Resources To Help You
Or Your Loved Ones
Quit Smoking.

Resources To Help You Or Your Loved Ones Quit Smoking

1. Books

American Lung Association 7 Steps to a Smoke-Free Life by Edwin B. Fisher Jr., Ph.D.

Out of the Ashes: Help for People Who Have Stopped Smoking by Peter and Peggy Holmes—an excellent motivational book to help avoid temptation, deal with urges to smoke, and not relapse once you have quit.

Complete Idiot's Guide to Quitting Smoking by Lowell Kleinman and Deborah Kleinman

Quitting Smoking for Dummies by David Brizer, M.D.

How to Quit Smoking Without Gaining Weight by The American Lung Association

Ending the Tobacco Holocaust: How the Tobacco Industry Affects Our Health, Pocketbook and Political Freedom--and What We Can Do About It by Dr. Michael Rabinoff

2. Quitlines

There is a National Network of Tobacco Cessation Quitlines. Itsnumber is: 1-800-QUITNOW (1-800-784-8669) (TTY 1-800-332-8615). This toll-free number is a single access point to the National Network of Tobacco Cessation Quitlines. Callers are automatically routed to a state-run quitline, if one exists in their area. Otherwise, callers are routed to the National Cancer Institute (NCI) quitline where they may receive: (1) help with quitting smoking, (2) informational materials mailed to them, and (3) referrals to other resources. Use this free help resource. It will increase your odds for successfullyquitting.

3. Organizations

• American Cancer Society
1599 Clifton Road, NE
Atlanta, GA 30329
(404) 320-3333
The American Cancer Society has helpful resources for quitting. You may call its local office or contact its national office at: 1-800-ACS-2345 (or 1-866-228-4327 for TTY), or view helpful resources for quitting smoking at:
http://www.cancer.org/docroot/PED/content/PED_10_13X_Guide_for_Quitting_Smoking.asp

• (For pregnant women:) American College of Obstetricians andGynecologists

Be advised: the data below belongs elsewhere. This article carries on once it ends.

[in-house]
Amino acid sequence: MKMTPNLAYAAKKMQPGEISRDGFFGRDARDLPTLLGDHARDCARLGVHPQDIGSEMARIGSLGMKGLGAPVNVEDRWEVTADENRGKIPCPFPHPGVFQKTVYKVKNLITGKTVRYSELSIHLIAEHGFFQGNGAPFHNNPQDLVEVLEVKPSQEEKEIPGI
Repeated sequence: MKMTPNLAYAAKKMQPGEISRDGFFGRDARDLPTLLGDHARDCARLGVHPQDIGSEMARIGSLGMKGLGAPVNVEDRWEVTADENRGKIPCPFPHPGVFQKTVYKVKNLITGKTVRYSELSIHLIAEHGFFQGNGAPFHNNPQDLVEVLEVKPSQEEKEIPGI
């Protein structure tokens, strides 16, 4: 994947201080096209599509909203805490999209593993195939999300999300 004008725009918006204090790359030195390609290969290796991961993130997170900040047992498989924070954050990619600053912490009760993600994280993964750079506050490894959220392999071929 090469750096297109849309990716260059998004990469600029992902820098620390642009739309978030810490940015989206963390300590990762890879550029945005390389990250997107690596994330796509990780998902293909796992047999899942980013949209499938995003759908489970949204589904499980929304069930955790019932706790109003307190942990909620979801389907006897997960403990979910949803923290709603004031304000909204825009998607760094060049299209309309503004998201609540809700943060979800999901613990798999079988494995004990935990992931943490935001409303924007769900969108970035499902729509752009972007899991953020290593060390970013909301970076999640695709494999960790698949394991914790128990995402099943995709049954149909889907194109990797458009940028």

409 12th Street, SW
Washington, DC 20024
(202) 638-5577
http://www.acog.org

• American Heart Association
7272 Greenville Avenue
Dallas, TX 75231
(800) AHA-USA1 (242-8721)
http://www.americanheart.org or
http://www.amhrt.org

• American Lung Association
1740 Broadway, 14th Floor
New York, NY 10019
(212) 315-8700
http://www.lungusa.org
The American Lung Association has a free web-based “FreedomFrom Smoking” cessation program. Scroll down the home page at theURL listed above until you find “Freedom From Smoking” about threequarters of the way down the web page. Click on the link. Register for free and you can use the program.

• National Cancer Institute
Bethesda, MD 20892
(800) 4-CANCER (422-6237)
http://www.nci.nih.gov/cancertopics/smoking

• Nicotine Anonymous
419 Main Street, PMB# 370
Huntington Beach, CA 92648
(415) 750-0328
http://www.nicotine-anonymous.org/
Many people who like Twelve-Step Programs have found NicotineAnonymous to be very helpful. They offer local meetings, Internetmeetings, and telephone meetings. Its website provides the following description of the organization: “Nicotine Anonymous® is a fellowship of men and women helping each other to live our lives free of nicotine. We share our experience, strength and hope with each other so that we may be free from this powerful addiction. The only requirement for membership is a desire to stop using nicotine. There are no dues or fees our own contributions. Nicotine Anonymous is not allied with any sect,denomination, political entity, organization or institution; does not engage in any controversy, neither endorses nor opposes any cause. Our primary purpose is to offer support to those who are trying to gain freedom from nicotine.”

• Smokefree America & Tobaccofree.org
P.O. Box 492028
Los Angeles, CA 90049-8028
(310) 471-4270
http://www.tobaccofree.org/quitting.htm

4. Other Internet Resources

For Smokers Wanting to Quit:

• The U.S. government has some excellent resources on the Internet. Many of them can be accessed from the following webpage:
http://www.cdc.gov/tobacco/how2quit.htm

• The following U.S. Centers For Disease Control website provides many useful resources (including the quit resource listed immediately above):
http://www.cdc.gov/tobacco/

• Useful resources that can be accessed from that page include:
http://www.Quitline.org and
http://www.Smokefree.gov

• The U.S. Agency for Healthcare Research and Quality has auseful “You Can Quit Smoking” Consumer Guide available at:
http://www.surgeongeneral.gov/tobacco/consquits.htm

• Terry Martin publishes a useful web site to help people to quitsmoking at:
http://www.quitsmoking.about.com/

• The “You Can Quit Smoking Information Kit” is available inboth English and Spanish at:
http://www.ahrq.gov/CONSUMER/tobacco/

• A PDA (personal digital assistant) version of the “Quit Smoking: Consumer Interactive Toolkit” is available at:
http://pda.ahrq.gov/consumer/qscit/qscit.htm